Vauxhall Insignia

Chris Alexander

On Engineering

Vauxhall Insignia

4th February, 2018

Someone reversed into the side of our wonderful BMW X1 while I was in stationary traffic on the way home last week, which means it’s sadly off getting a new door and wheel arch put on.

In the meantime, their insurance company has arranged a hire car, and I have been provided with a (“free upgrade!”) 2017 Vauxhall Insignia. Not-so-lucky me!

I should say that I have something of a track record of hating replacement cars I am given. Twice in the past year we have owned the X1 have we been given replacement cars, once after it broke down and once while it was being serviced. On those two occasions I had a 3-series (poor visibility and somehow boring despite its speed) and a Mini Countryman (too big, looks weird, underpowered and ridiculous rear doors).

So what could possibly be wrong with the Insignia? It’s not a terrible car, that’s for sure. It’s quiet and drives pretty comfortably. It’s clearly designed for people who are important in their own way to steam up and down the M1 in relative comfort.

Unfortunately it’s a flaw in its heritage; fundamentally it’s still a Vauxhall and as a result suffers from a lack of polish, finesse and attention to detail that you should find in a premium car. On the whole the car is fine, but if it’s aiming to be a premium model, there are a ton of tiny imperfections and poor details which add up to generally runing it.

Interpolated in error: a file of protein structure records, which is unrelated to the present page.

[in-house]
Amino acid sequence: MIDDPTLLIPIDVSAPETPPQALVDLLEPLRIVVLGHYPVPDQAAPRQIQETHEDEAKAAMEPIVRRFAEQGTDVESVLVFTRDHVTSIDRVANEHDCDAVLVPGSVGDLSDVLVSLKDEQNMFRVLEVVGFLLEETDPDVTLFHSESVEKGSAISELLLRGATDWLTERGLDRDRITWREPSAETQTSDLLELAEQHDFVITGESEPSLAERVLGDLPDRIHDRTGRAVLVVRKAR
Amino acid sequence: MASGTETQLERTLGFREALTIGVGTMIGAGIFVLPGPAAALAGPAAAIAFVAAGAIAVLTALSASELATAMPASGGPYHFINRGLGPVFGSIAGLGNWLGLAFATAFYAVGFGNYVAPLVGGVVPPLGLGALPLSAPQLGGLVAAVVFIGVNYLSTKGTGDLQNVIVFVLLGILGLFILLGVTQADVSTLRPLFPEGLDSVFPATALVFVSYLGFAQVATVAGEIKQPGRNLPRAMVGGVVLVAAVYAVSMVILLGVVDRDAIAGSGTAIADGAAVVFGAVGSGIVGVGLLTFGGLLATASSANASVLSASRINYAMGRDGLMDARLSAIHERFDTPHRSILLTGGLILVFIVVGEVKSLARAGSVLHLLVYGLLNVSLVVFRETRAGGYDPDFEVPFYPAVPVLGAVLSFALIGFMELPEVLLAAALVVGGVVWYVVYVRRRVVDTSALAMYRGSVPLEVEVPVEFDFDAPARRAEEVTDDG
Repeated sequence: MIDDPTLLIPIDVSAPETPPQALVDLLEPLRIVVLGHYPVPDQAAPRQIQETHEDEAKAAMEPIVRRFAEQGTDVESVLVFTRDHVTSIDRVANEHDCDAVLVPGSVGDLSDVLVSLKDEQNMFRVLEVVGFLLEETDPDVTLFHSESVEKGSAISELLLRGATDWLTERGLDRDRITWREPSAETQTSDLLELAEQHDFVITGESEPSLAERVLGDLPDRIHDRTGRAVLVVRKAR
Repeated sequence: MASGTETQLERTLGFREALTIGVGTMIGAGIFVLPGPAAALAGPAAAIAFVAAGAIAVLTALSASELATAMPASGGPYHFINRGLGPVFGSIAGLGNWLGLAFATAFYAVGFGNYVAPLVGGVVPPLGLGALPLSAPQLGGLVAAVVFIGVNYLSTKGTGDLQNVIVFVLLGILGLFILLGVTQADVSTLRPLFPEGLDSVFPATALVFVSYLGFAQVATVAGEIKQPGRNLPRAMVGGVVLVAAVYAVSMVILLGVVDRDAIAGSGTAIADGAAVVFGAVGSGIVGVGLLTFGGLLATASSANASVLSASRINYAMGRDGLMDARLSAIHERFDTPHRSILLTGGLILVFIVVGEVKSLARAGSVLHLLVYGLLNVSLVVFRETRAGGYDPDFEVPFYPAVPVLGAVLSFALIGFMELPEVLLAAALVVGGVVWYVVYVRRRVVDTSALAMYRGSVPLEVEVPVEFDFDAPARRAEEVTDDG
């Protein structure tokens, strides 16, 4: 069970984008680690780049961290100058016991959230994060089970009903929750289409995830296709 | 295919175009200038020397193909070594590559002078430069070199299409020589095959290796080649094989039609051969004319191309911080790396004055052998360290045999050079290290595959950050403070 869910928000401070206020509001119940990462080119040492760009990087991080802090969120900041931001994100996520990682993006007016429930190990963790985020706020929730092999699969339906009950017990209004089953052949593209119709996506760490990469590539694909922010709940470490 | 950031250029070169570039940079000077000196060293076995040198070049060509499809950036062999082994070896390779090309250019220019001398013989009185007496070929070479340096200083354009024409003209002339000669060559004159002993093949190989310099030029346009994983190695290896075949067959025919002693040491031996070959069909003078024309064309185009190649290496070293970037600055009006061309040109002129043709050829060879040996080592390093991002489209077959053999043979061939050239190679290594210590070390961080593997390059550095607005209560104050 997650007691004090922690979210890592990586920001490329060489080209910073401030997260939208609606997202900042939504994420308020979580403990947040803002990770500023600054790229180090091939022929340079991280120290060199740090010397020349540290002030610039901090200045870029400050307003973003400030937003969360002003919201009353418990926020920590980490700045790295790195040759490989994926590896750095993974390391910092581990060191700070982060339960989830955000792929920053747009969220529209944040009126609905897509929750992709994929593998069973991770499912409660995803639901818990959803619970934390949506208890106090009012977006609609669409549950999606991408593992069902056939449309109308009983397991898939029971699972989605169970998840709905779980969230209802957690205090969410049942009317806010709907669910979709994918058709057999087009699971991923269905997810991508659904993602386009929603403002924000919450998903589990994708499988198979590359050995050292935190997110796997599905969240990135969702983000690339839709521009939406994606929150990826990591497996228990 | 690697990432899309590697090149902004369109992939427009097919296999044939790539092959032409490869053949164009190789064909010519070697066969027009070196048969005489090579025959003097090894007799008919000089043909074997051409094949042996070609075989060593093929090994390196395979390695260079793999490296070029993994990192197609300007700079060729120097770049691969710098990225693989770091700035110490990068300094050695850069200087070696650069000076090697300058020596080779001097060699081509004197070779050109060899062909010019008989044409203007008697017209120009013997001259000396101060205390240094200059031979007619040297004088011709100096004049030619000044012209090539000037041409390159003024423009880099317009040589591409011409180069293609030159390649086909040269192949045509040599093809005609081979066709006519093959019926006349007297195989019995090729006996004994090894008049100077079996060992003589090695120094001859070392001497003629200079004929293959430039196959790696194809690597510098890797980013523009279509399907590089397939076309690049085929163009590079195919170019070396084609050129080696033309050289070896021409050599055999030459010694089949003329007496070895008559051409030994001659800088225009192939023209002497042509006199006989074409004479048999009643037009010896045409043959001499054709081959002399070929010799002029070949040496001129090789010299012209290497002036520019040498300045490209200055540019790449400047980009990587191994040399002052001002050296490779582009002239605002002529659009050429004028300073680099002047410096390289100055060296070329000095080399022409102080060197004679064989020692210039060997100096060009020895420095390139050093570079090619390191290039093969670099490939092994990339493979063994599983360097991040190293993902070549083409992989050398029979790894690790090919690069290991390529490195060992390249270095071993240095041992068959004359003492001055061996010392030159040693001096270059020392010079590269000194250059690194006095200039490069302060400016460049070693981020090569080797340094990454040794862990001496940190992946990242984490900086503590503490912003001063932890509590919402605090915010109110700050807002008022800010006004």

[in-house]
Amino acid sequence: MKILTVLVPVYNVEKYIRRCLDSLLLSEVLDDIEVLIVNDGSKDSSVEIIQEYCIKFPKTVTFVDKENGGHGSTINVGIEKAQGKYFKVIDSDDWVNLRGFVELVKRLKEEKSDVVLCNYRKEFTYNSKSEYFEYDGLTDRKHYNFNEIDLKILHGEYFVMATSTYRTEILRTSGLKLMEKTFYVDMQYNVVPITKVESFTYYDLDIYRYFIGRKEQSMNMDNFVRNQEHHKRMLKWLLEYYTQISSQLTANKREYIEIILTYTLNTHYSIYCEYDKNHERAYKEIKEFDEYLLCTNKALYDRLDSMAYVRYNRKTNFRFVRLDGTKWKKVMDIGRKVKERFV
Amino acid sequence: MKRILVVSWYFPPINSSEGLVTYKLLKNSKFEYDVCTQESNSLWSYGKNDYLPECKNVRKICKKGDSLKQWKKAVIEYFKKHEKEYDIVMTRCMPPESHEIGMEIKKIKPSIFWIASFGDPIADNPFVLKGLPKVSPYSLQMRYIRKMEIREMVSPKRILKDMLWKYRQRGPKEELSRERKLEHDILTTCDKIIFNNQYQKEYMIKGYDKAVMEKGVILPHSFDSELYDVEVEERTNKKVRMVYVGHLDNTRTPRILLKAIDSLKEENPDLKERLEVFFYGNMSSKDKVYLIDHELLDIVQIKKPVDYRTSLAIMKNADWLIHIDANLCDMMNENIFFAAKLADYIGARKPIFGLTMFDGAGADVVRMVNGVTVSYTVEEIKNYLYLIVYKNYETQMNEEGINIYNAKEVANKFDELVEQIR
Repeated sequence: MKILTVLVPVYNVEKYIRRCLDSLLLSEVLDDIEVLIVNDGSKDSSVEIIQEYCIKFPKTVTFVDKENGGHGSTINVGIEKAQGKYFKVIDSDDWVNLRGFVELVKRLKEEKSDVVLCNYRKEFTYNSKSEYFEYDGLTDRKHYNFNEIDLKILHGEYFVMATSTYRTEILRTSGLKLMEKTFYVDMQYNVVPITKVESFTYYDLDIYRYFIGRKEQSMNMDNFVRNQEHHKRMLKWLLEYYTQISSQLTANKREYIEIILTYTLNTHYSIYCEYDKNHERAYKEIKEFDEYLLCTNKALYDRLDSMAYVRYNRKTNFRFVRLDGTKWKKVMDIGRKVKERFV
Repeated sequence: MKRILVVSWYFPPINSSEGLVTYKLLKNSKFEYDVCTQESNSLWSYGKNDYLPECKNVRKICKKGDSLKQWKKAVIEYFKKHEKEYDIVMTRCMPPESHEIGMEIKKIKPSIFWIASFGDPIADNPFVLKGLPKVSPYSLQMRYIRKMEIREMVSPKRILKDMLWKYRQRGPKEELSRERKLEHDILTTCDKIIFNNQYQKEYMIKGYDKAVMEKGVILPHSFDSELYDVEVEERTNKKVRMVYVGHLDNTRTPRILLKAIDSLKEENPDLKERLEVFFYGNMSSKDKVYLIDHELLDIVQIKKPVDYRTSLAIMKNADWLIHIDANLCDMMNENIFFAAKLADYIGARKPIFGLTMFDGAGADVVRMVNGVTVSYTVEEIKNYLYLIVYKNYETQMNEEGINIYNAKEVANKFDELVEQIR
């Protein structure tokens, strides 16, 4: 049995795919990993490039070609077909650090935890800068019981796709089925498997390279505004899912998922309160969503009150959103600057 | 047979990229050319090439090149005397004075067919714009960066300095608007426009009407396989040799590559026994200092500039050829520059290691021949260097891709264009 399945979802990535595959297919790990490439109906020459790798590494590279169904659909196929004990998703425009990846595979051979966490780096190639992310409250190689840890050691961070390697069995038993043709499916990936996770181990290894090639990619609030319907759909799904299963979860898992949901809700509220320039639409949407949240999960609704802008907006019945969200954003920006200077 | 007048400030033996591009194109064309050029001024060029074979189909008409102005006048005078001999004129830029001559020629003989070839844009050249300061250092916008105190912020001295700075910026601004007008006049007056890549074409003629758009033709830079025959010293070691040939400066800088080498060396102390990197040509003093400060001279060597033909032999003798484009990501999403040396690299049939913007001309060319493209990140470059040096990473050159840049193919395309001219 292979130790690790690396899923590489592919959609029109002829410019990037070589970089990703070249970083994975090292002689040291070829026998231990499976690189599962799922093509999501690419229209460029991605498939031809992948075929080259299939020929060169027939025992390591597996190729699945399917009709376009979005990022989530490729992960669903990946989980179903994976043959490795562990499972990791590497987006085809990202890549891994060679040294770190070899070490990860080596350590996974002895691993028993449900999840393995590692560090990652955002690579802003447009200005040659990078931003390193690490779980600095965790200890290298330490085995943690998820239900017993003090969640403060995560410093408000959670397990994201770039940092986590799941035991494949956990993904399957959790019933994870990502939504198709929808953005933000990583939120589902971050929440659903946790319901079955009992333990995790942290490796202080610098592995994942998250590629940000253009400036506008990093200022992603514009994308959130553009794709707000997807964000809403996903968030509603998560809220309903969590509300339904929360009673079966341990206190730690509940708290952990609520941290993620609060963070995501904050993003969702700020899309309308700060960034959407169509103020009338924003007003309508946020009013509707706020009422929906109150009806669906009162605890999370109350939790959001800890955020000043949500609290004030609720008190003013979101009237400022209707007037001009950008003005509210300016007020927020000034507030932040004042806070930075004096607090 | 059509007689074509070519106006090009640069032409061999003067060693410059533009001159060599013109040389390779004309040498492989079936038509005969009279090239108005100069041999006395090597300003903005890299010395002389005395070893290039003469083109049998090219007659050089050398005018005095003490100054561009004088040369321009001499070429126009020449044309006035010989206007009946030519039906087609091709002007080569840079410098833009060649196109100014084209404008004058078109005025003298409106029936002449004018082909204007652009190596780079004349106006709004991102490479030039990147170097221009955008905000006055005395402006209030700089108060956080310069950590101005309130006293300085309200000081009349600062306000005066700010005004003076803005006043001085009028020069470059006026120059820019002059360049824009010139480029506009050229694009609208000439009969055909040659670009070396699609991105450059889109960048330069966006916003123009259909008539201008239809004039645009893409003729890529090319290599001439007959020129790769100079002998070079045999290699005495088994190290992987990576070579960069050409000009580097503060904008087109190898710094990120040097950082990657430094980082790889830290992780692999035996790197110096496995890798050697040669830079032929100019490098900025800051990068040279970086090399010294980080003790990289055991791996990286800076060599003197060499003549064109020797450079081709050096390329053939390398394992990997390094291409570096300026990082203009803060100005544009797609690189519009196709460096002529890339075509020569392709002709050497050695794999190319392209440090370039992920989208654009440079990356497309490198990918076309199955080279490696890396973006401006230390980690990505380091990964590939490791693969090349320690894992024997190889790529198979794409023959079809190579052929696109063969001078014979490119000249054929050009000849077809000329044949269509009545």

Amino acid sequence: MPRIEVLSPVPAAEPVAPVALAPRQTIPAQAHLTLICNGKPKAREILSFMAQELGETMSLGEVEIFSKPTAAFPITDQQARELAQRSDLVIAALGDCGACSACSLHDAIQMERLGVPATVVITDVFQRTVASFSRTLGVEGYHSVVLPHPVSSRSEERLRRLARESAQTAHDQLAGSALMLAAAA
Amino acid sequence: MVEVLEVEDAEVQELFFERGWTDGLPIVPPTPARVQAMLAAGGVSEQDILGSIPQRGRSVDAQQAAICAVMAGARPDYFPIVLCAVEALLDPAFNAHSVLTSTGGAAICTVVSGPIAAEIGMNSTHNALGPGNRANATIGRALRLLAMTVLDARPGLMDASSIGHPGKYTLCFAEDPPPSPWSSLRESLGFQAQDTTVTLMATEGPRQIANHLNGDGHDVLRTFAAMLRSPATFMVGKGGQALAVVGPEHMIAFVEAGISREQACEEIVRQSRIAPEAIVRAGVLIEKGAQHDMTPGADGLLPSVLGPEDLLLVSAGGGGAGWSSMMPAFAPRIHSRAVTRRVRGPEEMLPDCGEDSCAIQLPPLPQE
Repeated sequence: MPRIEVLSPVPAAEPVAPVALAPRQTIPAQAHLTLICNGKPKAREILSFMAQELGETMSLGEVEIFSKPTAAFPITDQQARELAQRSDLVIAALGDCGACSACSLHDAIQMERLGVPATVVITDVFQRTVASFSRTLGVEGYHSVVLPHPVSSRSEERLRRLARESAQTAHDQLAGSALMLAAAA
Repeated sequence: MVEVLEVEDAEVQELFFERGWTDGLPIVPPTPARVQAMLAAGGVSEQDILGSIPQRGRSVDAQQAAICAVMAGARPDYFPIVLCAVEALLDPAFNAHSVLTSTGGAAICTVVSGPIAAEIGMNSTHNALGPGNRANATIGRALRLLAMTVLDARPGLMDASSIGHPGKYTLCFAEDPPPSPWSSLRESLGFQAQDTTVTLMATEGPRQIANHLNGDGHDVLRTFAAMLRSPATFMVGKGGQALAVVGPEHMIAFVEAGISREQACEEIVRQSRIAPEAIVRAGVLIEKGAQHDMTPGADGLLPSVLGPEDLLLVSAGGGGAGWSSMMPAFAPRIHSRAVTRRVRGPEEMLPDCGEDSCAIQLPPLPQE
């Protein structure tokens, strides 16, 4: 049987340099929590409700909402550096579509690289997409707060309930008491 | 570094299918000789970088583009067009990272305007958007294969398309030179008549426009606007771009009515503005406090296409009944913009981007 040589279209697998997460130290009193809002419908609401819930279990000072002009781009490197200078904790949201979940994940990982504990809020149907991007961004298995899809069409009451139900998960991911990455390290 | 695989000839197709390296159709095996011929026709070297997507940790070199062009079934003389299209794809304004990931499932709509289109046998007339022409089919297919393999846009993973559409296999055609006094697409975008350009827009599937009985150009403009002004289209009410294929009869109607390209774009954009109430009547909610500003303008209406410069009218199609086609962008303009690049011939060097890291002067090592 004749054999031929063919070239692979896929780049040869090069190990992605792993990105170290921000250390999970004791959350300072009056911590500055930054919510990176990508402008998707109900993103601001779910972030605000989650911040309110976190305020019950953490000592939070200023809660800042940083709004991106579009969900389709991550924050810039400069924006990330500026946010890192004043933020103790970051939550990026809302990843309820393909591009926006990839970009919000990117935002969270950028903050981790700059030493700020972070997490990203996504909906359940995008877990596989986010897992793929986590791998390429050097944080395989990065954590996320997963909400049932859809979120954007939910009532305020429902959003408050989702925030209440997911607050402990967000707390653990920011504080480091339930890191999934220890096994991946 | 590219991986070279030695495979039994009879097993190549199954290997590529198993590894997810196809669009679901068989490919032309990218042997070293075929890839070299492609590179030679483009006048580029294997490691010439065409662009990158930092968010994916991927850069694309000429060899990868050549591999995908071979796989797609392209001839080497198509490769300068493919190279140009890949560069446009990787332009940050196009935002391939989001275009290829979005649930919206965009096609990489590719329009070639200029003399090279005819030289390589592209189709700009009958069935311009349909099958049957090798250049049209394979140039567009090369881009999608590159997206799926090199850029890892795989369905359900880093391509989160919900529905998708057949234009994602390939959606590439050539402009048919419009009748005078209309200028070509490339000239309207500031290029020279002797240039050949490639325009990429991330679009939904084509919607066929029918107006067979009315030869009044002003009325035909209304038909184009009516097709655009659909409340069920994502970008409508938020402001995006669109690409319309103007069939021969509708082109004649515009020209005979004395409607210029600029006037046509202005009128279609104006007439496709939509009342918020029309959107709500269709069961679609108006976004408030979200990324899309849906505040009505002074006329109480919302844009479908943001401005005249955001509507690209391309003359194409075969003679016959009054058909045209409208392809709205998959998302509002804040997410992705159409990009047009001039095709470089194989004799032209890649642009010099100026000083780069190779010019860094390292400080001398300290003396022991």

Some specific examples when driving: the steering is too light, and there is no feel of the road whatsoever; there is a place to rest your foot while it’s not on the clutch, but it’s a few centimeters further away from the driver than the clutch pedal when it is fully up, which means you can’t slide your foot over, you have to lift it and place it back down again; it’s a turbo diesel but I don’t know what the turbo is actually doing because it is underpowered at high revs, it just gives up.

There are many issues on the visual and finishing side too. They have put a crease in the front bonnet to make it look like a muscle car, but it’s just ugly. The indicators are too bright, lighting up the whole road in front of you when they are on (even with the headlights on). Inside, there are accent lights on the door panel, which are fine until you try reversing and checking the side mirrors when they are hugely distracting. They have managed to cram many buttons and functions onto the steering wheel, but because they are all lit up bright white, whenever you turn the wheel quickly it looks like a roman candle. The big screen in the middle of the console is the only source of the time, so if you turn it off, it stays on and glowing slightly, which is very off-putting in the dark. The speedo is set to the right and far too small to make out what speed you are actually doing. The list goes on!

On the practicality side, it is way too long; the boot is very long and wide but inexplicably shallow; and there is a geniunely irritating whirr from a small electric motor somewhere behind the dash every time you open the driver’s door.

It sounds like another week of this car, given the X1 needs a new wheel arch and door - hopefully it won’t be too long before I can give this one back!